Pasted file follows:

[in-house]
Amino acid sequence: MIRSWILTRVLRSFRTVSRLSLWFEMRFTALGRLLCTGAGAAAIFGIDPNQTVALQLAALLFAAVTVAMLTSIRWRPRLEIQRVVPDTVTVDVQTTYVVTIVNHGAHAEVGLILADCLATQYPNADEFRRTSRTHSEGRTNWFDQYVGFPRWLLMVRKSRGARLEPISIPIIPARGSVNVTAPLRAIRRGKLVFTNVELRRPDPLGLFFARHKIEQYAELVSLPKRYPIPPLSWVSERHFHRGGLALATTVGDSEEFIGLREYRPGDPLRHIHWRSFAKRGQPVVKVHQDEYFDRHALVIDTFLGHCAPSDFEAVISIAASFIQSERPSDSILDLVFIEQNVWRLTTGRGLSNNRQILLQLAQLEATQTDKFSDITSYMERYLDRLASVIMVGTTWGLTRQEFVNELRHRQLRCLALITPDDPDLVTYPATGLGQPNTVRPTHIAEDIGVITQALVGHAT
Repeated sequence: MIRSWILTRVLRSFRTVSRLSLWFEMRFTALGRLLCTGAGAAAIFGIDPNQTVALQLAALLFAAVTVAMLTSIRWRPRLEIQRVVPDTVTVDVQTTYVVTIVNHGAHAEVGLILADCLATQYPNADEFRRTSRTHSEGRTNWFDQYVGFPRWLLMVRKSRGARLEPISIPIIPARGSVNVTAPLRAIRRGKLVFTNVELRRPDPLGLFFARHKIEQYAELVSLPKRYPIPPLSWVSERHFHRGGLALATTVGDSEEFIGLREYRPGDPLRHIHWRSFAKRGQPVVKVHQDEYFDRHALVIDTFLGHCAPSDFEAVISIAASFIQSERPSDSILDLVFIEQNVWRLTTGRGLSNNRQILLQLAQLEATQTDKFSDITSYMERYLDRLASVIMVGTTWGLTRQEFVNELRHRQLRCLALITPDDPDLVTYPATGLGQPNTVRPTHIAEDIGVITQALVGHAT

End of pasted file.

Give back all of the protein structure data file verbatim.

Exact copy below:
[in-house]
Amino acid sequence: MIRSWILTRVLRSFRTVSRLSLWFEMRFTALGRLLCTGAGAAAIFGIDPNQTVALQLAALLFAAVTVAMLTSIRWRPRLEIQRVVPDTVTVDVQTTYVVTIVNHGAHAEVGLILADCLATQYPNADEFRRTSRTHSEGRTNWFDQYVGFPRWLLMVRKSRGARLEPISIPIIPARGSVNVTAPLRAIRRGKLVFTNVELRRPDPLGLFFARHKIEQYAELVSLPKRYPIPPLSWVSERHFHRGGLALATTVGDSEEFIGLREYRPGDPLRHIHWRSFAKRGQPVVKVHQDEYFDRHALVIDTFLGHCAPSDFEAVISIAASFIQSERPSDSILDLVFIEQNVWRLTTGRGLSNNRQILLQLAQLEATQTDKFSDITSYMERYLDRLASVIMVGTTWGLTRQEFVNELRHRQLRCLALITPDDPDLVTYPATGLGQPNTVRPTHIAEDIGVITQALVGHAT
Repeated sequence: MIRSWILTRVLRSFRTVSRLSLWFEMRFTALGRLLCTGAGAAAIFGIDPNQTVALQLAALLFAAVTVAMLTSIRWRPRLEIQRVVPDTVTVDVQTTYVVTIVNHGAHAEVGLILADCLATQYPNADEFRRTSRTHSEGRTNWFDQYVGFPRWLLMVRKSRGARLEPISIPIIPARGSVNVTAPLRAIRRGKLVFTNVELRRPDPLGLFFARHKIEQYAELVSLPKRYPIPPLSWVSERHFHRGGLALATTVGDSEEFIGLREYRPGDPLRHIHWRSFAKRGQPVVKVHQDEYFDRHALVIDTFLGHCAPSDFEAVISIAASFIQSERPSDSILDLVFIEQNVWRLTTGRGLSNNRQILLQLAQLEATQTDKFSDITSYMERYLDRLASVIMVGTTWGLTRQEFVNELRHRQLRCLALITPDDPDLVTYPATGLGQPNTVRPTHIAEDIGVITQALVGHAT